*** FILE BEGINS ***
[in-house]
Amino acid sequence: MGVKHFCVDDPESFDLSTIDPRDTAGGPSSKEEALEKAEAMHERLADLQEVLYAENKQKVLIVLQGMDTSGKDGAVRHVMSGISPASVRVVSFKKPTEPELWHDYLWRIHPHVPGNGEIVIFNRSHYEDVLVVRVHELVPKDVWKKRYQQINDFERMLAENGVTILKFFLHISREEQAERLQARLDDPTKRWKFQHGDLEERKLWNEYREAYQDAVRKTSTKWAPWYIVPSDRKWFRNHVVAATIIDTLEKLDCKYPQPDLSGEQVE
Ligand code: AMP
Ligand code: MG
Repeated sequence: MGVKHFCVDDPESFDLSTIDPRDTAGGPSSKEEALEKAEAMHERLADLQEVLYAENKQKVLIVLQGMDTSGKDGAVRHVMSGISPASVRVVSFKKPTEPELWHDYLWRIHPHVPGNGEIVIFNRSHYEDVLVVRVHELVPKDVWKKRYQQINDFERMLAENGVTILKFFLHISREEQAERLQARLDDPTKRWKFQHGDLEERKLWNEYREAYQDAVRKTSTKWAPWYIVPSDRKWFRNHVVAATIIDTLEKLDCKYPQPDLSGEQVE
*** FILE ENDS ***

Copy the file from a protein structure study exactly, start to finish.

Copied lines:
[in-house]
Amino acid sequence: MGVKHFCVDDPESFDLSTIDPRDTAGGPSSKEEALEKAEAMHERLADLQEVLYAENKQKVLIVLQGMDTSGKDGAVRHVMSGISPASVRVVSFKKPTEPELWHDYLWRIHPHVPGNGEIVIFNRSHYEDVLVVRVHELVPKDVWKKRYQQINDFERMLAENGVTILKFFLHISREEQAERLQARLDDPTKRWKFQHGDLEERKLWNEYREAYQDAVRKTSTKWAPWYIVPSDRKWFRNHVVAATIIDTLEKLDCKYPQPDLSGEQVE
Ligand code: AMP
Ligand code: MG
Repeated sequence: MGVKHFCVDDPESFDLSTIDPRDTAGGPSSKEEALEKAEAMHERLADLQEVLYAENKQKVLIVLQGMDTSGKDGAVRHVMSGISPASVRVVSFKKPTEPELWHDYLWRIHPHVPGNGEIVIFNRSHYEDVLVVRVHELVPKDVWKKRYQQINDFERMLAENGVTILKFFLHISREEQAERLQARLDDPTKRWKFQHGDLEERKLWNEYREAYQDAVRKTSTKWAPWYIVPSDRKWFRNHVVAATIIDTLEKLDCKYPQPDLSGEQVE